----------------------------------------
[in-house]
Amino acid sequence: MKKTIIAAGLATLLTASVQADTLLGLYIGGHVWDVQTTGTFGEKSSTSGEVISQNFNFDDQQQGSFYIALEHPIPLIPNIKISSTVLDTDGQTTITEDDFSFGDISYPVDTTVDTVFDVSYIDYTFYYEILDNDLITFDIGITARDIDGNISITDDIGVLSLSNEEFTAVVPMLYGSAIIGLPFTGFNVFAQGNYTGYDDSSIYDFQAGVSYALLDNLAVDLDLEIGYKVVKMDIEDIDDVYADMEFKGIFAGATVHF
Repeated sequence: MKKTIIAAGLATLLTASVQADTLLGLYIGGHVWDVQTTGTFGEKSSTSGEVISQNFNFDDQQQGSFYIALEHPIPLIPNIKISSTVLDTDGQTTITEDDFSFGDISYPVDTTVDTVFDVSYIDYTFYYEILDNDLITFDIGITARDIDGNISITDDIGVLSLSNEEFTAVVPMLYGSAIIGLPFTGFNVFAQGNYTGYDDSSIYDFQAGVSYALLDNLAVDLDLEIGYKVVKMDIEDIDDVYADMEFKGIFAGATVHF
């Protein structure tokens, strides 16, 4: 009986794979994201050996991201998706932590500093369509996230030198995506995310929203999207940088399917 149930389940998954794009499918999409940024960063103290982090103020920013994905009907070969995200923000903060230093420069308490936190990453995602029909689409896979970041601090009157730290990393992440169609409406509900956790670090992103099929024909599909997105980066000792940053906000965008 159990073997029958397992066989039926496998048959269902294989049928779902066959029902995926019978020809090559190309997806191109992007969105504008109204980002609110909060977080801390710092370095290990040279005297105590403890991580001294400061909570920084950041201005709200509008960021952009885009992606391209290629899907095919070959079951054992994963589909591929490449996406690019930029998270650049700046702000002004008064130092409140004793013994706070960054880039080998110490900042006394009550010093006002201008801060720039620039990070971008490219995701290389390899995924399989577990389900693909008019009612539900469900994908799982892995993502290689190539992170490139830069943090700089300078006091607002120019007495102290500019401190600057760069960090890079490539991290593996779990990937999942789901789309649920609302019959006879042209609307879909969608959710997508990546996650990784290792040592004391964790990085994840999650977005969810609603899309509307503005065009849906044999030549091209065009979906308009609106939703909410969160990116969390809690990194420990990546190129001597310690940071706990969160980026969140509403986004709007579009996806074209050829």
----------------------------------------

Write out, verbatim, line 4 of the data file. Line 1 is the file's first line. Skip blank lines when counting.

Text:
């Protein structure tokens, strides 16, 4: 009986794979994201050996991201998706932590500093369509996230030198995506995310929203999207940088399917 149930389940998954794009499918999409940024960063103290982090103020920013994905009907070969995200923000903060230093420069308490936190990453995602029909689409896979970041601090009157730290990393992440169609409406509900956790670090992103099929024909599909997105980066000792940053906000965008 159990073997029958397992066989039926496998048959269902294989049928779902066959029902995926019978020809090559190309997806191109992007969105504008109204980002609110909060977080801390710092370095290990040279005297105590403890991580001294400061909570920084950041201005709200509008960021952009885009992606391209290629899907095919070959079951054992994963589909591929490449996406690019930029998270650049700046702000002004008064130092409140004793013994706070960054880039080998110490900042006394009550010093006002201008801060720039620039990070971008490219995701290389390899995924399989577990389900693909008019009612539900469900994908799982892995993502290689190539992170490139830069943090700089300078006091607002120019007495102290500019401190600057760069960090890079490539991290593996779990990937999942789901789309649920609302019959006879042209609307879909969608959710997508990546996650990784290792040592004391964790990085994840999650977005969810609603899309509307503005065009849906044999030549091209065009979906308009609106939703909410969160990116969390809690990194420990990546190129001597310690940071706990969160980026969140509403986004709007579009996806074209050829």